Virupaksha temple, the oldest temple in Hampi is the most prominent site and its giant gopuram (tower) overlooks the Hampi Bazaar. With Lord Virupaksha in the form of a linga in the inner sanctum, this temple with two courtyards has some important features - a tri headed Nandi statue, a 100 column mantapa in the first courtyard on left, a central mantapa with a view of the sanctum with intact mural art on its ceiling, a dark chamber behind the sanctum where an inverted shadow of the temple tower can be seen (pinhole camera effect). The Hampi Bazaar stretches from the Virupaksha temple to the monolithic bull statue and is flanked by shops, guesthouses and restaurants.
Adjacent to the Virupaksha temple is the Hemakuta hill with a cluster of temples. As one climbs the hill, one gets a better view of the Virupaksha temple tower. Descending the Hemakuta hill on the other side leads to Sasivekalu Ganesha, a monolithic in situ figure of Ganesha, round like a mustard seed. Nearby, is even bigger Kadalekalu Ganesha.
Figure below: From L to R – 1) Virupaksha temple tower 2) Hemakuta hill with shrines 3) Sasivekalu Ganesha 4) Tungabhadra river, view of Virupaksha temple Walking along the Hampi Bazaar Street, turning left before the monolithic bull takes one along the banks of Tungabhadra River to Kodandarama temple and Yantrodhara Anjaneya temple. Going ahead one hits the Achutharaya temple/Tiruvengalanatha temple, a grand example of Vijayanagar architecture with the wide Courtesan street in front of it and a stepped tank by its side. The courtesan street was then known for profuse trade in gems, pearls and ivory.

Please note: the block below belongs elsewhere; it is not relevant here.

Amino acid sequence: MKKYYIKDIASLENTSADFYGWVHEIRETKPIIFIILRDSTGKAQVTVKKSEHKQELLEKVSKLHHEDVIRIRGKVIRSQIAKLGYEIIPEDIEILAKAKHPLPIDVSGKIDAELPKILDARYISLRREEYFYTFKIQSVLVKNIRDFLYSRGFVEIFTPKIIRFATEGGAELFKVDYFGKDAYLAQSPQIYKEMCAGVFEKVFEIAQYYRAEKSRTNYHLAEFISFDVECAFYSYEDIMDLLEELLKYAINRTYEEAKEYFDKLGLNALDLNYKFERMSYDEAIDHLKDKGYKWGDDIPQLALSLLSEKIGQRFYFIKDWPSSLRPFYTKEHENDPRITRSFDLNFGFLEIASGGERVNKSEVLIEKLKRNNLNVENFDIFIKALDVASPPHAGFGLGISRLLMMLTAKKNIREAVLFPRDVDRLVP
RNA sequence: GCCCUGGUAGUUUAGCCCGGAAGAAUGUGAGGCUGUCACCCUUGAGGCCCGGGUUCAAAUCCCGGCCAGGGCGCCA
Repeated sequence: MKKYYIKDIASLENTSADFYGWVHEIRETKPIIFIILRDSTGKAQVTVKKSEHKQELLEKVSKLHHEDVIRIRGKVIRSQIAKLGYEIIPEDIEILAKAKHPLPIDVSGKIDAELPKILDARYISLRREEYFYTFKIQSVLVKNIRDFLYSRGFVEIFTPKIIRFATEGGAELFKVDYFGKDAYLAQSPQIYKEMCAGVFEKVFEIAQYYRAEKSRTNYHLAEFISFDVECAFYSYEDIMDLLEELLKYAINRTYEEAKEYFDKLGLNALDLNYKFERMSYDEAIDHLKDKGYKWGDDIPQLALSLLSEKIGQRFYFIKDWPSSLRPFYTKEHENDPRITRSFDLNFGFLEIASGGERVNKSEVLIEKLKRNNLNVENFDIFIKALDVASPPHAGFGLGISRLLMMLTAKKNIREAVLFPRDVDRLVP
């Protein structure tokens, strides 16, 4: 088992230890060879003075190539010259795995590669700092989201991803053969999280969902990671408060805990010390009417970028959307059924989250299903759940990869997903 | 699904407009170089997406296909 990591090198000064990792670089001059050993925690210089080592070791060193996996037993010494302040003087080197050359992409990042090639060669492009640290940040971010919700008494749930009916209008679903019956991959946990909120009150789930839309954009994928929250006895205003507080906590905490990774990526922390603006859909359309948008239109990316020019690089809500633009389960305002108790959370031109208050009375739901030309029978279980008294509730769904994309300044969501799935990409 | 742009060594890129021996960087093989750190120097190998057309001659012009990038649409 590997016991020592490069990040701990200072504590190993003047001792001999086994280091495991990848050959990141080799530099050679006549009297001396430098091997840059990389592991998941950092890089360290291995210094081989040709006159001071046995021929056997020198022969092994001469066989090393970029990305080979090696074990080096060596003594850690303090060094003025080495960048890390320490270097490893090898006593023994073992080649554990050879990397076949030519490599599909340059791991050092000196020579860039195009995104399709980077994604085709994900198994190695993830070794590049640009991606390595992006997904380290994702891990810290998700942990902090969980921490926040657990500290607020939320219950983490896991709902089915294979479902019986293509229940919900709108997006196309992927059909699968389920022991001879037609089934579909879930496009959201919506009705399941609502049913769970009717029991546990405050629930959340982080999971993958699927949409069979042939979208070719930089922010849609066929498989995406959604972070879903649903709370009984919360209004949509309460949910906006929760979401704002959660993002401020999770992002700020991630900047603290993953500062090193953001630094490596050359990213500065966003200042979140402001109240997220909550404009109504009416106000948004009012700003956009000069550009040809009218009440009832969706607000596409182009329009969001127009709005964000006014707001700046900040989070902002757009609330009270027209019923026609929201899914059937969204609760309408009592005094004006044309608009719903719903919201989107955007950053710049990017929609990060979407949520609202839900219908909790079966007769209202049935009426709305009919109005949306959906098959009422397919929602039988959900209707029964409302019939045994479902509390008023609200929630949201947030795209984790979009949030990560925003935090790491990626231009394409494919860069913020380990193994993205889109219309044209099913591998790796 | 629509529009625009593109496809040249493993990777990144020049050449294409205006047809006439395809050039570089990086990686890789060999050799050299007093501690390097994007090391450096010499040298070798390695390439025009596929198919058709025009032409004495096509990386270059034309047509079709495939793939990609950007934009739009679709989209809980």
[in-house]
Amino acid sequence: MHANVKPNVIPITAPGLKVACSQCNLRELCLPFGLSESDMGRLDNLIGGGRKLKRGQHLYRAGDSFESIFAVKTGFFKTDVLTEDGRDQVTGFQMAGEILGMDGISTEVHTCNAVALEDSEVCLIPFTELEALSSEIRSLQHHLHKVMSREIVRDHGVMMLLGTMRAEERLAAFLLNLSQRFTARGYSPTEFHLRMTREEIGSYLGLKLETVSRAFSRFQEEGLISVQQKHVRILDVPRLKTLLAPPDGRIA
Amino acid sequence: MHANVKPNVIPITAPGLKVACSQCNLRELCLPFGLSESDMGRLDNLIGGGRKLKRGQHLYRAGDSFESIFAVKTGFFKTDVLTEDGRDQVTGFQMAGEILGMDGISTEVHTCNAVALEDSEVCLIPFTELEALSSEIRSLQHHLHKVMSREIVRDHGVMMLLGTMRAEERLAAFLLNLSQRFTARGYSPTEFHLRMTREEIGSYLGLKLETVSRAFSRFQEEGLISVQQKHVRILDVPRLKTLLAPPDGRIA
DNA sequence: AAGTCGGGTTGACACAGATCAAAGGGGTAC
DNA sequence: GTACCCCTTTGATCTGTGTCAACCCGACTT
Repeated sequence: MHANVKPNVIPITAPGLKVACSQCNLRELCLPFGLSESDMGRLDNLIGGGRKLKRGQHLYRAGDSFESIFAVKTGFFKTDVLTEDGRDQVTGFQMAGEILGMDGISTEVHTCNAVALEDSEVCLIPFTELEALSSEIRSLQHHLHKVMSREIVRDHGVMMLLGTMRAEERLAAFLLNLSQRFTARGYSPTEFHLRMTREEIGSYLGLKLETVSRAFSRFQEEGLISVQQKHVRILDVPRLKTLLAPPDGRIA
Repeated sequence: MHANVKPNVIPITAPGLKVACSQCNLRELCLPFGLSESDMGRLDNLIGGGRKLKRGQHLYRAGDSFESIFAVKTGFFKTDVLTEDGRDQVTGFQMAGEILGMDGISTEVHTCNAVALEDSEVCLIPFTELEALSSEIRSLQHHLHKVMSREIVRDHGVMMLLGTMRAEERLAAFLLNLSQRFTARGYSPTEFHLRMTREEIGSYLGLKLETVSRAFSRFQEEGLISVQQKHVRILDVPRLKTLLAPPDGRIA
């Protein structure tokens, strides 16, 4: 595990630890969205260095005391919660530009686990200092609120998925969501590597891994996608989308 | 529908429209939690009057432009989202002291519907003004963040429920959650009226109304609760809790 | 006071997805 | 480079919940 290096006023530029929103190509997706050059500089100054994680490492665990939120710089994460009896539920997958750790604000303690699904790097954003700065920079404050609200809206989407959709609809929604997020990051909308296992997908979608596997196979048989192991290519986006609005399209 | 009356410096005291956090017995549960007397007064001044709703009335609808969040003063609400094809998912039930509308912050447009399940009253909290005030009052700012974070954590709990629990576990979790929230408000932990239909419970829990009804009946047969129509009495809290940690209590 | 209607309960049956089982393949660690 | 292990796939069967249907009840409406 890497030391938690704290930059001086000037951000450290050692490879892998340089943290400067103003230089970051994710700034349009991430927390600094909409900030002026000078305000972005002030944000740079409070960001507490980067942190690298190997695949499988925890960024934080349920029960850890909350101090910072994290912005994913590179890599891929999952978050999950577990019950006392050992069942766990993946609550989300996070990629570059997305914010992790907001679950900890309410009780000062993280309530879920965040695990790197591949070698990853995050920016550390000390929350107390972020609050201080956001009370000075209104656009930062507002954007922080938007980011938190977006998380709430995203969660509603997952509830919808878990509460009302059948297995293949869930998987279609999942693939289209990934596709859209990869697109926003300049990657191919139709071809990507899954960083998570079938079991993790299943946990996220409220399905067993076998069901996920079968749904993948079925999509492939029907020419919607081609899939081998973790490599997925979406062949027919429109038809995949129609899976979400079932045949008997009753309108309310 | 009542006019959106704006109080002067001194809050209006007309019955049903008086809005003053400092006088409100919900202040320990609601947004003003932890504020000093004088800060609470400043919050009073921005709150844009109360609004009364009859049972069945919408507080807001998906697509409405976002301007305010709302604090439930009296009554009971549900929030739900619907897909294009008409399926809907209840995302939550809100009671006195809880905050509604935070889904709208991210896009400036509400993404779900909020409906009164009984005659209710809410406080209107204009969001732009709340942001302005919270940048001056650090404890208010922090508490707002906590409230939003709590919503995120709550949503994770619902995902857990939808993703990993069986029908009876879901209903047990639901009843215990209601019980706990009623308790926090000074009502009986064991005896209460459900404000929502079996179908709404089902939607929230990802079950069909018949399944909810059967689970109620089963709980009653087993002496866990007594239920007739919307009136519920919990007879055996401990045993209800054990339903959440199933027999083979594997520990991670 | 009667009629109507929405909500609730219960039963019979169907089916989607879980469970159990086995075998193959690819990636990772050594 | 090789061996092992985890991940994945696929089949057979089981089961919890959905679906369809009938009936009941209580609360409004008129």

Figures below: Vittala temple & From L to R – 1) River side path leading to Achutharaya temple 2) Courtesan Street 3) Stepped tank 4) Inside Achutaraya temple

Getting back along the riverside path, one heads towards the Vittala temple observing the remains of Hampi bridge, Purandaradasa mantapa and Kings’ balance. Marking the apogee in temple architecture is the Vittala temple, our history textbook regular, bearing the Stone Chariot and the musical pillars mantapa. Walking back along the same riverside path brings us back to the Nandi, a point from where one can take a trek up the Matanga hill, the highest peak in Hampi to get a bird’s eye view.